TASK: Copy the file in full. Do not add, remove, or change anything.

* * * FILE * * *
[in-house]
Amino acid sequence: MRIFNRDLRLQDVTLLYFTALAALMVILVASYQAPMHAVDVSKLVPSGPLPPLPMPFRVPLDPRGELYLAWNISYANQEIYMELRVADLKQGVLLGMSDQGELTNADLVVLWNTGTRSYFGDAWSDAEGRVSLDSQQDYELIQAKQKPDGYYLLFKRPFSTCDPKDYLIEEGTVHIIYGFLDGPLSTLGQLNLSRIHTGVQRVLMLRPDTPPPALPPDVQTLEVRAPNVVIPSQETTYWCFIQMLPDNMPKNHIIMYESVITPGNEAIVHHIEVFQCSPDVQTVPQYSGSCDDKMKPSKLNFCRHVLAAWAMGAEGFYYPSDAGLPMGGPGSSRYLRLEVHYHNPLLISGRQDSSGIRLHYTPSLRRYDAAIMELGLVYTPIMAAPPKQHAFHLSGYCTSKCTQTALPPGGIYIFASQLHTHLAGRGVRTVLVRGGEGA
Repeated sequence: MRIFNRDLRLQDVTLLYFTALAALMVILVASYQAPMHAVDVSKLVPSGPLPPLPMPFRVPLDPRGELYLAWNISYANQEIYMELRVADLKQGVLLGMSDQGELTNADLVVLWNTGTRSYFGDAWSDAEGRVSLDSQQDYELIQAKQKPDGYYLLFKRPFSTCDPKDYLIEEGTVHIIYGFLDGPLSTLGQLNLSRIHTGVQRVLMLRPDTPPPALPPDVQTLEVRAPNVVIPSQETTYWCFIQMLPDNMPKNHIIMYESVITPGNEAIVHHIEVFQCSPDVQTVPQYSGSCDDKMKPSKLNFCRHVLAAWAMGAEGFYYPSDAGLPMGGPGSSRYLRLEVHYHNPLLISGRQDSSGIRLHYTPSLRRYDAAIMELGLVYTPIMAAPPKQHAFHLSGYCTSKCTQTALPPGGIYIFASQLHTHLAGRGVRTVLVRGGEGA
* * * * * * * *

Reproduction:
[in-house]
Amino acid sequence: MRIFNRDLRLQDVTLLYFTALAALMVILVASYQAPMHAVDVSKLVPSGPLPPLPMPFRVPLDPRGELYLAWNISYANQEIYMELRVADLKQGVLLGMSDQGELTNADLVVLWNTGTRSYFGDAWSDAEGRVSLDSQQDYELIQAKQKPDGYYLLFKRPFSTCDPKDYLIEEGTVHIIYGFLDGPLSTLGQLNLSRIHTGVQRVLMLRPDTPPPALPPDVQTLEVRAPNVVIPSQETTYWCFIQMLPDNMPKNHIIMYESVITPGNEAIVHHIEVFQCSPDVQTVPQYSGSCDDKMKPSKLNFCRHVLAAWAMGAEGFYYPSDAGLPMGGPGSSRYLRLEVHYHNPLLISGRQDSSGIRLHYTPSLRRYDAAIMELGLVYTPIMAAPPKQHAFHLSGYCTSKCTQTALPPGGIYIFASQLHTHLAGRGVRTVLVRGGEGA
Repeated sequence: MRIFNRDLRLQDVTLLYFTALAALMVILVASYQAPMHAVDVSKLVPSGPLPPLPMPFRVPLDPRGELYLAWNISYANQEIYMELRVADLKQGVLLGMSDQGELTNADLVVLWNTGTRSYFGDAWSDAEGRVSLDSQQDYELIQAKQKPDGYYLLFKRPFSTCDPKDYLIEEGTVHIIYGFLDGPLSTLGQLNLSRIHTGVQRVLMLRPDTPPPALPPDVQTLEVRAPNVVIPSQETTYWCFIQMLPDNMPKNHIIMYESVITPGNEAIVHHIEVFQCSPDVQTVPQYSGSCDDKMKPSKLNFCRHVLAAWAMGAEGFYYPSDAGLPMGGPGSSRYLRLEVHYHNPLLISGRQDSSGIRLHYTPSLRRYDAAIMELGLVYTPIMAAPPKQHAFHLSGYCTSKCTQTALPPGGIYIFASQLHTHLAGRGVRTVLVRGGEGA